Racer I(talian), Part One Wednesday, July 13, 2011

My original plan was to blog about the Maratona dles Dolomites, and the week leading up to it, while it was happening. It'd been a while since I'd written things with any regularity, and it seemed to be a good way to get started again.

Foolish me.

Given the length and intensity of the cycling, and the amount of work I had to catch up on in the morning and evening, there was just no real way for me to execute that plan while still getting a few hours of sleep every night. And I definitely needed sleep.

So, plan B was to tweet occasionally and write things up after-the-fact.

Welcome to Plan B

As I wrote before, I'd tried to train as much as I could during the months before the event, both with and without friends (the great group of enthusiastic and knowlegeable folks at Ride Studio Café in Lexington). I'd configured and packed up a fantastic titanium bike from Seven Cycles, a great Axiom SL with couplers that fit me perfectly and could break down into two pieces. This allowed it to be packed in a small case, the Co-Motion Co-Pilot about the size of a wheel and less than a foot deep (26"x26"x10") - easily checking as regular luggage and, with handle and wheels, rolled onto planes and trains and through the streets of Italy as needed.

Honestly, if you're doing any kind of serious cycle-touring, a great bike with couplers and this case is a fantastic way to go. I can't speak too enthusiastically about either the bike or the case.

I booked things so I arrived in Bolzano a day before the main group (relatively late at night due to the flights), and stayed a night at the Stadt Hotel Città, who were kind enough to feed me when I came down to dinner a bit late after catching up with the support email that'd come in during my travels.

The next morning, I met the host of the FredCast, David Bernstein, during breakfast: it was great to put a face to the voice, and as he wrote in his own blog, we were both quite worried about the first real day coming up, climbing the Stelvio. (David blogged his impressions of the trip in far more detail than I'm going to, and he took a lot of great pictures - you can find his posts and pictures here.)

Warm-up Day—15.2 miles, 810 feet of climbing

Our guides, Enrico and Massimo (both great people and cyclists) were at breakfast, and we met with a number of the other people on the trip as we headed out to the shuttle that would take us to Glorenza, a great village, and our first hotel, the Hotel Post Glorenza, a beautiful and comfortable way to begin our tour.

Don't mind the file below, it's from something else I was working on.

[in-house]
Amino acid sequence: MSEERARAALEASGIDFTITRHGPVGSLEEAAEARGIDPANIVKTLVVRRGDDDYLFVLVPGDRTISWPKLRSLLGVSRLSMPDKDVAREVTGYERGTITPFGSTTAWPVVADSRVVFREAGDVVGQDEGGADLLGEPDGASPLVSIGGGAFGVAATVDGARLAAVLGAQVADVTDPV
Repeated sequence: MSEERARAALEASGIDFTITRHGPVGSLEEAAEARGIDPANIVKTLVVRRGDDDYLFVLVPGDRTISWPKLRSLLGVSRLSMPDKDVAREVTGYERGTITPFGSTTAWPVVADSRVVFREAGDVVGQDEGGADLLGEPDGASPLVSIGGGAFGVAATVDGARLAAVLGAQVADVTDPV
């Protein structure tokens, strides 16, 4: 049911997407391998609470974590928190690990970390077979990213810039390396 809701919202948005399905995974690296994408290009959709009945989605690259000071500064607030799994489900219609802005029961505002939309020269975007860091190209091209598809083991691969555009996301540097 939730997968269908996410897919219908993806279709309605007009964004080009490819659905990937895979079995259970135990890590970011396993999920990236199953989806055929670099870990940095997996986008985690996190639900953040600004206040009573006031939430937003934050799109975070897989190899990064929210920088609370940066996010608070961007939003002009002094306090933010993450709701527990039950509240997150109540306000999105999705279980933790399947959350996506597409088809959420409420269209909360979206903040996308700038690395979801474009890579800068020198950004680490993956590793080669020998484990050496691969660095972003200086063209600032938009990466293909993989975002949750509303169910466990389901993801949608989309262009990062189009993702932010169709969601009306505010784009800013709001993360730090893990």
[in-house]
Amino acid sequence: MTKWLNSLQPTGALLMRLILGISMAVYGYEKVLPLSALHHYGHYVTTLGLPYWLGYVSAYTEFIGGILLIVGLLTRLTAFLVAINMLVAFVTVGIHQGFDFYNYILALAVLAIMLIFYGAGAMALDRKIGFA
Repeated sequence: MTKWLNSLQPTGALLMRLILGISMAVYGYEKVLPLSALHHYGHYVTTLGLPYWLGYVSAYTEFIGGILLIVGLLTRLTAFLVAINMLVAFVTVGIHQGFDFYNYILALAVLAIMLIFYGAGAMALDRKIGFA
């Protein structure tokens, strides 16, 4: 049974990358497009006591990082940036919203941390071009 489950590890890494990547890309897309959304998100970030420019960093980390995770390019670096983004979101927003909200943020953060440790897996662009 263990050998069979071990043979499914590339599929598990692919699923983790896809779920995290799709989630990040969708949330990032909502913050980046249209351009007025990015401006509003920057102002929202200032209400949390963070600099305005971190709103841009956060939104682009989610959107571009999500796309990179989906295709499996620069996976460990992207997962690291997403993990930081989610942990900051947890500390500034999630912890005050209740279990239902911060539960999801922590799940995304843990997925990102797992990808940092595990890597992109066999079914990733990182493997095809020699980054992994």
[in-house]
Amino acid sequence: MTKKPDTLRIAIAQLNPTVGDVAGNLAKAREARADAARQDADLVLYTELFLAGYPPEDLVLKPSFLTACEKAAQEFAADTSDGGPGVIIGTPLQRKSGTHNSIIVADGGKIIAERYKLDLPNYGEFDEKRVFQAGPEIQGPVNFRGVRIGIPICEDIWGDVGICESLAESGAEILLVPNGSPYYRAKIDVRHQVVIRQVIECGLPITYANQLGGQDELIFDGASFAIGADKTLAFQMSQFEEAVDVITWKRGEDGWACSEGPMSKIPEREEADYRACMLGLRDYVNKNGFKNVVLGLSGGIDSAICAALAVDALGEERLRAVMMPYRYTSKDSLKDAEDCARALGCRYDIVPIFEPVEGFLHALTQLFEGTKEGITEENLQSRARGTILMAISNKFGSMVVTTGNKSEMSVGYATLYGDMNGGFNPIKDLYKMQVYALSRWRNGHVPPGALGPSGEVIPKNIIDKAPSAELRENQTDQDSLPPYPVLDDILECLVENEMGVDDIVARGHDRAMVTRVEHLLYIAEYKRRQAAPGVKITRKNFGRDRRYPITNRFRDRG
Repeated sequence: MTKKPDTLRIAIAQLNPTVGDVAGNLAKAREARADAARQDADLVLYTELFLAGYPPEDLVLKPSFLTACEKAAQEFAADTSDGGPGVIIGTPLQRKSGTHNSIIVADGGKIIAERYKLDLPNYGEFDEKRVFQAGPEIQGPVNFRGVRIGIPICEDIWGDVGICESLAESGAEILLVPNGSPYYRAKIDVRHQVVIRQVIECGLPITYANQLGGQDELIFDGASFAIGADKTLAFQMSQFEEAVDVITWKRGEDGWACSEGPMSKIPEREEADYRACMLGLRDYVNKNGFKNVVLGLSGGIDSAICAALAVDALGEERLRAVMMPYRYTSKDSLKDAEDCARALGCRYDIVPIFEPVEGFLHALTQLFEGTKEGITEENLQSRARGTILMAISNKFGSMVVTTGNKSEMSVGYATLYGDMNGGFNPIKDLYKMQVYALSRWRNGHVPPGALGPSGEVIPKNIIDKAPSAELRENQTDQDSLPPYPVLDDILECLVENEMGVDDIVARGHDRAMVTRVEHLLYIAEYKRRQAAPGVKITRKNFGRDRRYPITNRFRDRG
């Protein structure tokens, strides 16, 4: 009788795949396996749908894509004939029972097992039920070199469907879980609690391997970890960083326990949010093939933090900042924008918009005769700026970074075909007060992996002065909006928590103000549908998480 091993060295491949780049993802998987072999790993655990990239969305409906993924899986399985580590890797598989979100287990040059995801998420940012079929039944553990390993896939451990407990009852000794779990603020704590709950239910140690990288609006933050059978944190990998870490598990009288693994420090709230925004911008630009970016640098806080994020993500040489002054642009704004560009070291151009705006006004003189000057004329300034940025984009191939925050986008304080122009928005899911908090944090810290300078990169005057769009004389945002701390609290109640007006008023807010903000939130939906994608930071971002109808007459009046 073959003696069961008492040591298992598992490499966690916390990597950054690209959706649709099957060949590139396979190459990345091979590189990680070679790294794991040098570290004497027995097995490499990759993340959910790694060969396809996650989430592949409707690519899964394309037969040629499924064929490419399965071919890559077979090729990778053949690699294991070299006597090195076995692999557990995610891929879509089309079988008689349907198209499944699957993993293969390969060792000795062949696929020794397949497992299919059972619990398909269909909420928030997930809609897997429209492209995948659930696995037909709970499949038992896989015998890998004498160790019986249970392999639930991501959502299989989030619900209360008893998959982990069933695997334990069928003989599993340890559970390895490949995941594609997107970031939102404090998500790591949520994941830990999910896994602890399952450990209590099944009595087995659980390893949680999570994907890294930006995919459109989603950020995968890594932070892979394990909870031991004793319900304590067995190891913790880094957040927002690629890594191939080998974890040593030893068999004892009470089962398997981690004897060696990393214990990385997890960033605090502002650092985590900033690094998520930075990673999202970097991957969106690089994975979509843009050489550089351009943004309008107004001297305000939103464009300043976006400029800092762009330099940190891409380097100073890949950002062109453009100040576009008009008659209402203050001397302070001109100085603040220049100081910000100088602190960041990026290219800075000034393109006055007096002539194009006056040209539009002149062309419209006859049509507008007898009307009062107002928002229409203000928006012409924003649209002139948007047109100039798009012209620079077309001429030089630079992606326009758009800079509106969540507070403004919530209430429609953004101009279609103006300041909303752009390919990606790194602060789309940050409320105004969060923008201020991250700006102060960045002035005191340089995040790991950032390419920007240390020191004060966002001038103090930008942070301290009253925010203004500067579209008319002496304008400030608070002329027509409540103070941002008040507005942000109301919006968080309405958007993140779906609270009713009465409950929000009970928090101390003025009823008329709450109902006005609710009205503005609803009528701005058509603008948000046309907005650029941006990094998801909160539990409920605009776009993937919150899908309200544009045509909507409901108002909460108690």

The morning brought bicycle assembly (which took less time than expected) and a short ride to shake out the legs and highlight/resolve any mechanical problems. Three of us (not including the guides) had brought our own bikes, and one of them was a Seven Axiom, which was great to see.

The first ride was short, including a brief extra loop up the approach to the Stelvio, and it was fun talking, getting to know and riding with the others on this adventure. A delicious dinner and restless sleep later, our adventure began in earnest.

Passo Stelvio (The King)—61 miles, 6495 feet of climbing

It's hard to describe how incredibly different the riding in Europe is compared to what I'm used to. On my normal rides, we might have 2000 feet of altitude gain, but that's often done a few hundred feet at a time. Elevations rarely go over 1000 feet, and a typical climb takes 10 minutes or so.

Compare that to the Stelvio, which was around 13 miles and over 5000 feet of elevation gain, averaging well over 7%. A real HC climb (well, category 1 in Italy, since there's no HC).

Never done anything like that before. And, frankly, I had no idea how to pace myself. I don't know what my zones are, don't train with power, and rarely use my heart monitor thingy (which wasn't working anyway) so, well, I just tried to stay in a comfortable-but-not-relaxed zone. There was a lot of climbing to come, and it didn't make sense to hit everything hard.

And, well... it was tiring but fun! The scenery was beautiful, the company pleasant, the bike worked well and before I knew it I was confronting the famous figure of Fausto Coppi.

I remember thinking it was absolutely crazy to have us climb this particular climb so early in the trip, but now I completely understand why: if we could do this (and we proved we could), there was nothing coming up that we could not do. It was a huge confidence boost to get up (and down) this famous climb, and I think we all felt that, after all the pre-trip doubts, we were actually ready for what was to come.

And there was a lot to come.

Maratona dles Dolomites and an Update Saturday, July 09, 2011

For SuperDuper! users, I'll cut quickly to the chase here: we should be releasing an update this weekend that resolves the few issues that inevitably arise when a new update comes out. Thanks for your patience as we worked through the issues, and thanks to the users who helped us by running special test versions to ensure we had the problems fixed.

This is a bit of a stressful time to be releasing an update, as I mentioned before: I'm in Italy, training for the Maratona dles Dolomites, which happens tomorrow.